Now is the time to take advantage of the low prices on abundant fruit to stock up for winter!

It’s honestly so easy to have berries ready for smoothies for basically the whole winter and into spring. I still have raspberries from last summer because I stretched out their use.  The summer previous was the first time I had frozen my own berries in glass jars so I was being extra cautious to not use them all up before more were available this season.

I’ll show how I do this and how I avoid making any trash in the process.

Start with fresh berries. My first choices are raspberries and blueberries. My mom and I picked the raspberries from her bushes, and I purchased the flat of blueberries for $24. They are local and delicious. I love blueberries fresh, so I’ve been eating more of them than freezing for right now. I’ll probably freeze more later.

I used a large and a small baking tray for the raspberries first. Simply place them in the freezer for a few hours and they should all be frozen. The reason you need to spread them out is so they don’t all just freeze together into one clump and become impossible to separate for smoothies / baking / snacking. I didn’t bother washing these as they would have taken forever to dry and would have become stuck to the tray. I trust the source of these and was not worried but had picked through them a bit before placing them onto the tray.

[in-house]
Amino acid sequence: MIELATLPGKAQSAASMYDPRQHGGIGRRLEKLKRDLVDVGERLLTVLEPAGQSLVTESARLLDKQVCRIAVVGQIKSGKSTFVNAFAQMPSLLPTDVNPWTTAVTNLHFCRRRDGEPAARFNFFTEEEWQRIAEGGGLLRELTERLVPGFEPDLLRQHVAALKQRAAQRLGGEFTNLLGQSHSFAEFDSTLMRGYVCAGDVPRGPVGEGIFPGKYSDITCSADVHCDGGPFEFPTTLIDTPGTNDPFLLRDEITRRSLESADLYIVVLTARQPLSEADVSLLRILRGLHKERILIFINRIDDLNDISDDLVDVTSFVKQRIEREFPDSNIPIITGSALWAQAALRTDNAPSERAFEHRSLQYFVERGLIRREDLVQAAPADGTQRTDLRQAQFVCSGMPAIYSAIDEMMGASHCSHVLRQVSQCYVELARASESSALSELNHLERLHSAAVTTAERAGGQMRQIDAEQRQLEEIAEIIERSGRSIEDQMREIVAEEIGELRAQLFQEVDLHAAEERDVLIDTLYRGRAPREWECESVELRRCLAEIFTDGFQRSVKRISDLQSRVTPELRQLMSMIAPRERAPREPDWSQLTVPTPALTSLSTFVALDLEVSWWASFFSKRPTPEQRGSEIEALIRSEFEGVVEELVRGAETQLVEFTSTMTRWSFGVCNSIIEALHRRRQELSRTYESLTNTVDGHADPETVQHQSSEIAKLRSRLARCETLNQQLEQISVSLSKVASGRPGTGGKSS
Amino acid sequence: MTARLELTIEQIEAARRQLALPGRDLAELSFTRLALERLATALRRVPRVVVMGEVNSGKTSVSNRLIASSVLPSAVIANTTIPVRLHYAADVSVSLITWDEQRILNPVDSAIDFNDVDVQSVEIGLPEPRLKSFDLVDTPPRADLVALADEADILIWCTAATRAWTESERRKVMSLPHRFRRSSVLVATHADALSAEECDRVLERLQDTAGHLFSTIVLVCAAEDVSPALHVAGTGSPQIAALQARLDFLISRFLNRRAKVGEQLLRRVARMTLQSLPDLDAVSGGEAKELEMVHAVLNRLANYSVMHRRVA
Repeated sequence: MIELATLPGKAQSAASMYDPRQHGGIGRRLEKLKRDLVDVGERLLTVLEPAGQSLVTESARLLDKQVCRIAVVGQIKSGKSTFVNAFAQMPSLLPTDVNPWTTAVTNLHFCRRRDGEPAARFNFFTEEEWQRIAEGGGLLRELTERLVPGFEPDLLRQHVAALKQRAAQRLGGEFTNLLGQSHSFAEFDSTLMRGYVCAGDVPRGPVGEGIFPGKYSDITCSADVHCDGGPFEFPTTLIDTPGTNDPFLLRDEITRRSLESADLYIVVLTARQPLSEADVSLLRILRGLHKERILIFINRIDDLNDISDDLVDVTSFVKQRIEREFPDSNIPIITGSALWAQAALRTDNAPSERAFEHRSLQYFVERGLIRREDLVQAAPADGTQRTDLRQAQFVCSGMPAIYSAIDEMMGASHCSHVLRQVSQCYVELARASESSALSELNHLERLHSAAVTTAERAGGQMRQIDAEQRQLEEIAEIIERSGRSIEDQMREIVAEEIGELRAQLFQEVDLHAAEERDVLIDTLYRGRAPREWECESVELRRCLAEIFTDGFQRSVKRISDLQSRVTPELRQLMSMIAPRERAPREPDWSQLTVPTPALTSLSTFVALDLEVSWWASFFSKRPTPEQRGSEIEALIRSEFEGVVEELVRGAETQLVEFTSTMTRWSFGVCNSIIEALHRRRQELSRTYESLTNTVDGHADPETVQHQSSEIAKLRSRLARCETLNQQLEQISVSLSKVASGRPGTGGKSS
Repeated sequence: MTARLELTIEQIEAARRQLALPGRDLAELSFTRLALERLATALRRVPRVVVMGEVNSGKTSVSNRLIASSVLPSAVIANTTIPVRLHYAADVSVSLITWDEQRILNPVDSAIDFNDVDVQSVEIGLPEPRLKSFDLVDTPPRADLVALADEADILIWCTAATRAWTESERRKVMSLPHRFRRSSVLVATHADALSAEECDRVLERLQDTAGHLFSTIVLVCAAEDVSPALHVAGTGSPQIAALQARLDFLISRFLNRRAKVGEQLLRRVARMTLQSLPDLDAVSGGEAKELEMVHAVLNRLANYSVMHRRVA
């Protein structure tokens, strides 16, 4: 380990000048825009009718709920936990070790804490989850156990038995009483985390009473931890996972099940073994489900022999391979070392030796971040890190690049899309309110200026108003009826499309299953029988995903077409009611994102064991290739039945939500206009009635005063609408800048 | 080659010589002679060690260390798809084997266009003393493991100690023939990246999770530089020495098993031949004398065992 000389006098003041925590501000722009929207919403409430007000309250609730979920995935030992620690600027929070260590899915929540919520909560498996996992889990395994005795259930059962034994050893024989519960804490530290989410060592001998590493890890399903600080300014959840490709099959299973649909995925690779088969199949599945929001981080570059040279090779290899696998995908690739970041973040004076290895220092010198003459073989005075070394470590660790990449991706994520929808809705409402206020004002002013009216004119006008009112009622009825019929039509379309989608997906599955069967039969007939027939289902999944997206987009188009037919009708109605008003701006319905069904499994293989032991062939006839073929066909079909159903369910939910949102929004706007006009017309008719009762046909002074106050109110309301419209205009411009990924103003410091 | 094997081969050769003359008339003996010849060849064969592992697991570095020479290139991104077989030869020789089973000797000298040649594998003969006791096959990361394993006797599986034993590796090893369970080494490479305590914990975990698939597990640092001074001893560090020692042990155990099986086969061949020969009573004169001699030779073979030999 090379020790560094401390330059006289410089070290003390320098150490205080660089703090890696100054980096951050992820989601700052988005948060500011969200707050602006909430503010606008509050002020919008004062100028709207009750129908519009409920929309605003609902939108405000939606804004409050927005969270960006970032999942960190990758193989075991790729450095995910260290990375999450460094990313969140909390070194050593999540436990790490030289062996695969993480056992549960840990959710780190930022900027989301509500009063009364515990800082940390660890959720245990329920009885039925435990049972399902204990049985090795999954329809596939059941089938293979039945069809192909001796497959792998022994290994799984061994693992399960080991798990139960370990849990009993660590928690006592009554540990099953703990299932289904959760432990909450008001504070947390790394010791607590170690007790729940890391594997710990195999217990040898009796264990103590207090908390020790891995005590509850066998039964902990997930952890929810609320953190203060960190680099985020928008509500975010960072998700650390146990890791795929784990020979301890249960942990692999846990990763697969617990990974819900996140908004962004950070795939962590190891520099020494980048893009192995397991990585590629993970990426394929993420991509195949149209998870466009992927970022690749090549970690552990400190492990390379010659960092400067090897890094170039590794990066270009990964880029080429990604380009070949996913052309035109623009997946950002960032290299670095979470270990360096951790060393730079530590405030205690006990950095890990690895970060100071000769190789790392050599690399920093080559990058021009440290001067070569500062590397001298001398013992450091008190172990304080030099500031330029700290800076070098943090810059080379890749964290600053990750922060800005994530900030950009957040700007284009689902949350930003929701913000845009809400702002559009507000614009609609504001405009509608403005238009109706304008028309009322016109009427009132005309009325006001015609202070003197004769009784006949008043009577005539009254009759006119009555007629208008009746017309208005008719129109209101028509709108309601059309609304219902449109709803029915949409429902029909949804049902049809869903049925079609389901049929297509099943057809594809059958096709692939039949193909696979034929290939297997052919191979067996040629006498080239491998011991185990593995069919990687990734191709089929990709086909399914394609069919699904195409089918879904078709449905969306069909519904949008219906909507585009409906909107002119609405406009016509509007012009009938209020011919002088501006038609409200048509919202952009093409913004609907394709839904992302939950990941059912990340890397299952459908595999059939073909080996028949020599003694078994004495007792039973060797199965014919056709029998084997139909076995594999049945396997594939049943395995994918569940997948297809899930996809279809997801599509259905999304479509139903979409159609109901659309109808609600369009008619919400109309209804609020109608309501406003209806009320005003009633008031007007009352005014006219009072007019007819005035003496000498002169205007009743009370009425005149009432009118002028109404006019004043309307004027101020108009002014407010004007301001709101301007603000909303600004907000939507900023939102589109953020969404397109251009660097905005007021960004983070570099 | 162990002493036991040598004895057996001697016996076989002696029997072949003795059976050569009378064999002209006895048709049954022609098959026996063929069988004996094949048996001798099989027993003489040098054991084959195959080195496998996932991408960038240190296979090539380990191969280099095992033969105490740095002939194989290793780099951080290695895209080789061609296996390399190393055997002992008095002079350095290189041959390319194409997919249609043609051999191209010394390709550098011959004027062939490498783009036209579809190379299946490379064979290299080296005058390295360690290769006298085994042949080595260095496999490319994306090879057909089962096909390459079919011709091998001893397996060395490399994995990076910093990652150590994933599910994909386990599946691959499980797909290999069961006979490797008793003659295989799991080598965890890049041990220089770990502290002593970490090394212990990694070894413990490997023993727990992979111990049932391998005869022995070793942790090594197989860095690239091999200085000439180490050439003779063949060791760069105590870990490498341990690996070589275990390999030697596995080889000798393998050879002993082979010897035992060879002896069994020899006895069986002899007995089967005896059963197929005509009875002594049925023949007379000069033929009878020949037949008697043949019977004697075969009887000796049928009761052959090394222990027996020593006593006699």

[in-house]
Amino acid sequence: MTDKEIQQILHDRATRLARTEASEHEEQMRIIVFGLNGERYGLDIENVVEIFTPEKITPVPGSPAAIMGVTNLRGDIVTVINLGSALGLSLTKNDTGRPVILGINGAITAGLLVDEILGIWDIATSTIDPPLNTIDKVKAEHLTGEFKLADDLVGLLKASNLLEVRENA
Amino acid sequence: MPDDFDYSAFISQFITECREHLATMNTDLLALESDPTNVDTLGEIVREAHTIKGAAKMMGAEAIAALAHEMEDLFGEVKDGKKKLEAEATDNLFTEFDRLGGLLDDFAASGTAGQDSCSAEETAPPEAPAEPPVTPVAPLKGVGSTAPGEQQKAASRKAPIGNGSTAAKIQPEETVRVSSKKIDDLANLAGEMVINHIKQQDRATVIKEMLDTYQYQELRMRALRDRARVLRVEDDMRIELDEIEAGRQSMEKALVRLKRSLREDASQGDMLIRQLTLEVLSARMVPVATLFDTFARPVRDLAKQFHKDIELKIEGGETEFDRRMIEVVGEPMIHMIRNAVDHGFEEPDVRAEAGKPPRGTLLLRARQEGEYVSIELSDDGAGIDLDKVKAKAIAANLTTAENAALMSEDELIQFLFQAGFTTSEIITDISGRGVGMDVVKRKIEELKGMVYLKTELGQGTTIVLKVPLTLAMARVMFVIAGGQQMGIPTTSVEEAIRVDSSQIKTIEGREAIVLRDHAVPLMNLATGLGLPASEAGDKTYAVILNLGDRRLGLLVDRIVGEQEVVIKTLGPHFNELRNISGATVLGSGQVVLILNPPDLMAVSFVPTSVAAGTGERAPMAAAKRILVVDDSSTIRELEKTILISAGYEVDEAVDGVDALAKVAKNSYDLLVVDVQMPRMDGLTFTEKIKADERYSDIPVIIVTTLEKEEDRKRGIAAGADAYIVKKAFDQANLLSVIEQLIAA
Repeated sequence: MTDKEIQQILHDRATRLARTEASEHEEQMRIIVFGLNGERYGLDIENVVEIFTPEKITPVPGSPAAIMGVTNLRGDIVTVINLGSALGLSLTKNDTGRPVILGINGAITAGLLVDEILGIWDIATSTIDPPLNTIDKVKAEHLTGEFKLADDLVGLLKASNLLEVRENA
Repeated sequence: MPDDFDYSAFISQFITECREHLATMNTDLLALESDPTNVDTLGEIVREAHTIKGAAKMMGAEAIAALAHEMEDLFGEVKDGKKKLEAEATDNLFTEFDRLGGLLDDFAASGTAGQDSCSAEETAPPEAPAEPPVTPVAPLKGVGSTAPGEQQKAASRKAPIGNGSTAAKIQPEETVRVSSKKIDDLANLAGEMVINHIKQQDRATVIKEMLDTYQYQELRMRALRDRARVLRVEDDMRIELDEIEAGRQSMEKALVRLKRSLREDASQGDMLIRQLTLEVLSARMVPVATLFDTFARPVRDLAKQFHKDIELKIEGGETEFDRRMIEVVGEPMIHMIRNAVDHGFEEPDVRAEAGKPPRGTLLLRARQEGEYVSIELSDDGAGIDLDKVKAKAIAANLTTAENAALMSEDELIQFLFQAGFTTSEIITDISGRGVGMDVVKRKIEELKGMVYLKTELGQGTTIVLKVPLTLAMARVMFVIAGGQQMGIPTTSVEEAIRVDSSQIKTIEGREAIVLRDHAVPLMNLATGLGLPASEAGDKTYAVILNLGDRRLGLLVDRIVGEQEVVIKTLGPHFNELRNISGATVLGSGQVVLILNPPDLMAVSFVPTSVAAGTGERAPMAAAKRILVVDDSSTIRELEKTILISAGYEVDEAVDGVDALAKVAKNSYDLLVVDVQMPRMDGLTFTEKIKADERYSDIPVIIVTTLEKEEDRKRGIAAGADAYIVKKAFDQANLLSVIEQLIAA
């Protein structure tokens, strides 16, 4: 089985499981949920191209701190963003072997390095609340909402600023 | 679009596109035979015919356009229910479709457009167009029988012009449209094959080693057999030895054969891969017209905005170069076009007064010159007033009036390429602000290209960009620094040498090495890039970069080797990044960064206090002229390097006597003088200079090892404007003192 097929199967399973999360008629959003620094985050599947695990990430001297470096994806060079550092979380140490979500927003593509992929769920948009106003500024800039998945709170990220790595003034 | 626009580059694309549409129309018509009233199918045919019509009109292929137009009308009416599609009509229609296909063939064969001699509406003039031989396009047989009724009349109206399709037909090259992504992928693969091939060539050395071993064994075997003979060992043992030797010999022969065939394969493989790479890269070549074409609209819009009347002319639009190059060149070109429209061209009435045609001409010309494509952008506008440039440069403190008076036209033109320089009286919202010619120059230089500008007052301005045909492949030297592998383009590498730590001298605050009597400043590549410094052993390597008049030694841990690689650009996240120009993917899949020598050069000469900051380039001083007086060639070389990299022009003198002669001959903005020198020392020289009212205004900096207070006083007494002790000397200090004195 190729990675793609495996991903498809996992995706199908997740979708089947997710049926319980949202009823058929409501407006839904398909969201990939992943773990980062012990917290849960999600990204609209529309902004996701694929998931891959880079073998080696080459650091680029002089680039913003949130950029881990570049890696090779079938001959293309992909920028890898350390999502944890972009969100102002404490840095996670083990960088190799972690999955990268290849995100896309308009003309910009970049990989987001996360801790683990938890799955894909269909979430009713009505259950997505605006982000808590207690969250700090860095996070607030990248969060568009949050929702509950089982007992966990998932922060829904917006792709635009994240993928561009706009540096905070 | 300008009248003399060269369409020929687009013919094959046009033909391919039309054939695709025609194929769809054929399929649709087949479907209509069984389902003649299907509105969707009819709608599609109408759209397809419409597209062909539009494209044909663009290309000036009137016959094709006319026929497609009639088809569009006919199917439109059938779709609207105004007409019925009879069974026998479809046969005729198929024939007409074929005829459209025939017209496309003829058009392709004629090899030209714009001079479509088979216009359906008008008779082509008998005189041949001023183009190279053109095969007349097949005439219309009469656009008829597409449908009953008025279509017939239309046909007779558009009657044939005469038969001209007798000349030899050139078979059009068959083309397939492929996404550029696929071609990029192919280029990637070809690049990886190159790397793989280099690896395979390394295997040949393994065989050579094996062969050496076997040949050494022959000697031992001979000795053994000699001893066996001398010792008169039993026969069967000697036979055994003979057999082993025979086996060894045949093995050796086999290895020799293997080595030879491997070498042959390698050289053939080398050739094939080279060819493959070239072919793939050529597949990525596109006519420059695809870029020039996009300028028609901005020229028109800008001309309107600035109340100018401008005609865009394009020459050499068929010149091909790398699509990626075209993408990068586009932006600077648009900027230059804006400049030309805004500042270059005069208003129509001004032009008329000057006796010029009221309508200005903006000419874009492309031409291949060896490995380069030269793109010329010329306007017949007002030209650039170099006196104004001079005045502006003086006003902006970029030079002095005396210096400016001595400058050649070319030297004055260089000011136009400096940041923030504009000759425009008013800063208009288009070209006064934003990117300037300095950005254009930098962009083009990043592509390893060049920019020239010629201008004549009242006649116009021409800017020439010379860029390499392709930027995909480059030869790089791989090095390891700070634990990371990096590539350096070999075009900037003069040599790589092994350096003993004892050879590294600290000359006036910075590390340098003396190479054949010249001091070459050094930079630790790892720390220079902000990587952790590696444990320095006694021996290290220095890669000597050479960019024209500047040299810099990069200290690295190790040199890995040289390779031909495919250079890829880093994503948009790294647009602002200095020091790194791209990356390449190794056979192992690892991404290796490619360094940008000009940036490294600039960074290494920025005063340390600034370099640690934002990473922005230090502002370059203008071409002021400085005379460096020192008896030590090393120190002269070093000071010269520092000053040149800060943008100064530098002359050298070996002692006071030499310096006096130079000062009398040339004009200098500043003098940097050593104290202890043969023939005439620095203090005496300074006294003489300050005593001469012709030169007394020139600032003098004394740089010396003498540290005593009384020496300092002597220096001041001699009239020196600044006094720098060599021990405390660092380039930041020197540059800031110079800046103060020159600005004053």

Blueberries are even easier than raspberries due to their spherical shape without so many crannies.

My freezer is regular size and the large tray fit fine in here. I know it’s very disorganized and needs a cleaning at the moment.

Once frozen, I used a metal spatula to just lift the raspberries from their frozen spots.

It’s easier to use a wide funnel for the regular mouth mason jars, but it’s not necessary.

So I have about 4 1/2 quarts of raspberries here which will last a long time! This took very little effort on my part and was also essentially free. The blueberries are a different story, of course, but will end up being much less expensive than frozen berries in the store, especially local berries.

I have 2 quarts of blueberries frozen from just the large tray and I’m sure I’ll freeze more soon.

I don’t have to use glass jars, but I trust that the lids will keep my berries sealed. I’m careful to not slam the jar down on the counter top and make sure these are placed safely in the freezer.

Peace and love,

Kristan

3 thoughts on “Plastic Free Berries

  1. Our blackberries are getting frozen now, at least those that do not get eaten. There are not too many, and because I do not have a freezer, the neighbor is doing it. We will not freeze elderberries because they get juiced, and only the juice or syrup gets canned.

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      1. I do not forage for them, but have picked large volumes of them from large specimens that live about town and in the Park to make jelly that won second place at the Harvest Festival every year . . . except last year. I have grown a few from seed to plant on one of my garden parcels so that I can cultivate them for fruit. Rather than letting plants grow wild, I can cut out the older canes to promote the two year old canes.

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